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I first heard these immortal words uttered when I was a child, but they came to mind in my first ever Press tasting.

I’ve been to many trade tastings, almost exclusively as a producer, there to serve my wines and tell others, especially the Press about them and their unique stories. Despite blogging about wine in general for about 2 years now, as I didn’t review wines I never thought of myself as having a role on that other side of the fence.

However, as I want to share information on the best things of Rioja and Spain with this blog, I now have the opportunity to review other wines and regions, and so I was invited to a tasting of Green Spain by Wines from Spain. I think this is the first time I participated as “Press”, sharing a room with John Radford, Tim Atkin, Jamie Goode and many other respected journalists.

Green SpainGreen Spain (follow this link for tourism information) is the name for a large swathe of land to the North of the mountain ranges that run along the north coast, where the weather is wet and cool and totally unlike most people’s perception of “Spain”. Green Spain also refers, in this case, to some specific wine regions/DOs: the three Txakolis (pronounced Chacoli), Monterrei, Valdeorras, Ribeiro, Ribeira Sacra and, most famously of all, Rias Baixas.

For most of us, this part of Spain has become famous for one thing in particular – Albariño. After this tasting, I think this will justifiably become even better known, but you will almost certainly also need to start learning about Godello too.

There were 40 wines in this tasting, including 32 Albariños, plus a smattering of Godello, Txakoli, and some blends based on Treixadura amongst others. I was very impressed with the entire range, but won’t try and give you tasting notes across all of them, but I would like to talk a little about the styles and the differences I found.

Txakoli (made from Hondarribi Zuri): I have actually come across this before, as it is the wine of the Basque country and therefore you will be able to try it in Bilbao bars and many seaside restaurants up and down the coast. It is usually a zippy, fresh wine with tons of acidity (think Vinho Verde from Portugal for a comparison) and also some flavours of crisp, green apples and limes. At best it is a very refreshing, sometimes slightly sparkling, wine, and I really liked the 2007 Txomin Etxaniz Getaria (£11). I suggest that this is one of those wines that is probably best tried on its home ground first, as it is really a product of Basque cuisine and culture.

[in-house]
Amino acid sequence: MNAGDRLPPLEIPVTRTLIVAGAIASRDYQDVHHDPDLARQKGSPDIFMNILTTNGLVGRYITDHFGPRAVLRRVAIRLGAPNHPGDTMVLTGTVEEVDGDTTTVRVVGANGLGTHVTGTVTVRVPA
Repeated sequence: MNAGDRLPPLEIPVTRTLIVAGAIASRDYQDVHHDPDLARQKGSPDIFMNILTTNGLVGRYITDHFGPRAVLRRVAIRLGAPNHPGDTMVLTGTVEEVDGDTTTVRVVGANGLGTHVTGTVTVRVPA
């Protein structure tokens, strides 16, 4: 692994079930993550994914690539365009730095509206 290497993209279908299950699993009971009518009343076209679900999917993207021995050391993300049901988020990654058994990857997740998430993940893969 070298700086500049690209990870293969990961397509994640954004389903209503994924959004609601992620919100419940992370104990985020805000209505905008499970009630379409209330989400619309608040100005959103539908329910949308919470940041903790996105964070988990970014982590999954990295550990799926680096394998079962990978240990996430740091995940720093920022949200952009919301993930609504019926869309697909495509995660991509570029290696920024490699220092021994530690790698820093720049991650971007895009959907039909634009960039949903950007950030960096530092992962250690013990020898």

Godello: I’ve also tried Godello (pronounced godeyo) wines before, one of which I remember came from The Wine Society, so it wasn’t a surprise to me that these wines were truly yummy. All the ones I tried had that intense lemon/lime fruit, plus some floral hints and a combination of richness in the mouth and fresh acidity that make them stunning food partners. For those who have already “discovered” Albariño, I really do reccomend that you check out wines made from Godello. It is hard to pick just one, but maybe the 2006 A Coroa Godello (£11) just pipped the others.

Albariño: With so many wines side-by side, it was interesting to note the different styles available from the same grape and same (tiny) region. There were the lighter, fresh, leafy versions that reminded me of a combination of Verdejo and even Viognier. There were the intense green apple and grapefruit versions, with bags of acidity and long finishes. And then, my favourites I must admit, those with rich honey (someone said cheesy?), lemon curd and pink grapefruit flavours.

I think the latter wines have been treated to a percentage of malolactic fermentation, combining a richness of fruit flavours with the fresh acidity of the grape, and this grape has acidity to spare!

I had a few favourites here: 2006 Ria de Arosa (£9), 2005 Family Reserve (Castro Martin) (£11), 2006 Gundian (£10) and 2007 Terras Gauda o Rosal (£14) (nb. this one’s a blend).

So, it isn’t easy being from Green Spain, apart from anything, look at the range of names of regions and grape varietals you have to contend with. It has taken many years for the world to discover Albariño overnight, and the other great wines from the area could still be overshadowed by this success, but these wines are also helping to raise Spain’s profile as a premier class wine producer, not just for Rioja, but other wines too.

If you are considering exploring Rioja, you should also see it in the context of all the innovation, history and culture of the surrounding regions in Spain.

And as Kermit says:

Green can be big like an ocean,
or important like a mountain,
or tall like a tree

So, to mix metaphors, similes & cultural references horribly, Give Green a Chance!